There's a more efficient way to harvest energy from the backyard than by wiring up hapless critters. Researchers at the University of Georgia have proof: they've discovered a way to generate electricity from plants through hijacking the photosynthesis process. By altering the proteins inside a plant cell's thylakoids, which store solar energy, scientists can intercept electrons through a carbon nanotube backing that draws them away before they're used to make sugar. While the resulting power isn't phenomenal, it's still two orders of magnitude better than previous methods, according to the university. The protein modification method may have a rosier future, as well: the team believes that it could eventually compete with solar cells, producing green energy in a very literal sense.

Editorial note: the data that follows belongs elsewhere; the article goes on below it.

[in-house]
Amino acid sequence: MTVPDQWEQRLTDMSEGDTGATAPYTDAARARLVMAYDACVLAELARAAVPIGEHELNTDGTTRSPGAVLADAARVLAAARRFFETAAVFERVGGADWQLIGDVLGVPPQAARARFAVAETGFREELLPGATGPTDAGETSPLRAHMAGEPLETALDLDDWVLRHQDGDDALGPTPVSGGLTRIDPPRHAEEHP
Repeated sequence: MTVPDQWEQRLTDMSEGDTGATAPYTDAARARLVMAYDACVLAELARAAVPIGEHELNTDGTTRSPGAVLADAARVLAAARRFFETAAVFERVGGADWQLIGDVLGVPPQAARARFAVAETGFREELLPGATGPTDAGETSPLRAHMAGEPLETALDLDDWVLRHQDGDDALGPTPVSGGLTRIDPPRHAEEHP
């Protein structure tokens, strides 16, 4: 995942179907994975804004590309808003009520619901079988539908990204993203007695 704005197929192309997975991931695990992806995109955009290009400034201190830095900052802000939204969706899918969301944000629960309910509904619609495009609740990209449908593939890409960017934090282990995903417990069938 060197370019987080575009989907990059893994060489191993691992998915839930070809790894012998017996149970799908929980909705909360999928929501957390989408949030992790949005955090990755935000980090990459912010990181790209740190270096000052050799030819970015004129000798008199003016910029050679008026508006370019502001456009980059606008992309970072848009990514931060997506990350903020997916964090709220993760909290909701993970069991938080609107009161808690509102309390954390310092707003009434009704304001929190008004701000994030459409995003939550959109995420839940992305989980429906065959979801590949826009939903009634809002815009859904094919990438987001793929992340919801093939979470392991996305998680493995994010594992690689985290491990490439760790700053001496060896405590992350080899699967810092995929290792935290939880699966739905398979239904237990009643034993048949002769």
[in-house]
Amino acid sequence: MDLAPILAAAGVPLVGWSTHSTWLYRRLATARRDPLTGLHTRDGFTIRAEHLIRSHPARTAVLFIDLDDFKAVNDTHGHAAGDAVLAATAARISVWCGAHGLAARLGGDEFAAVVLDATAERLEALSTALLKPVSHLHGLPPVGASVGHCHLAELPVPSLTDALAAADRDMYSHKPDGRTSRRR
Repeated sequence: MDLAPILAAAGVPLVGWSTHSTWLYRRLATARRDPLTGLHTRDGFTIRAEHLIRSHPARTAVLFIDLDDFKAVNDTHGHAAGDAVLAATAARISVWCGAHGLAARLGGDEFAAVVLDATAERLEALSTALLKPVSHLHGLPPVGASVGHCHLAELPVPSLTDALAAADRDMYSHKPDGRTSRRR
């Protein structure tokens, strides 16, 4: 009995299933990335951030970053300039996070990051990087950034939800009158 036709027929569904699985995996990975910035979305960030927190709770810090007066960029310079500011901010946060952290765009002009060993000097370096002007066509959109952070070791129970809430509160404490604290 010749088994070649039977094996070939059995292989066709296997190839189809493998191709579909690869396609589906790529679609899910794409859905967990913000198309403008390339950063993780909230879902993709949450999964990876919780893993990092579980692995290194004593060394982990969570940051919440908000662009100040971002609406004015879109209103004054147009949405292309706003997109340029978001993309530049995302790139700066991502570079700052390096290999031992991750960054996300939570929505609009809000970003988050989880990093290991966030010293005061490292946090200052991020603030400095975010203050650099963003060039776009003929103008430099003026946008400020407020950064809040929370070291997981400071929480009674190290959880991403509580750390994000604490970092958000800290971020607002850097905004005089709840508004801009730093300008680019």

University of Georgia stops plant photosynthesis to generate solar power
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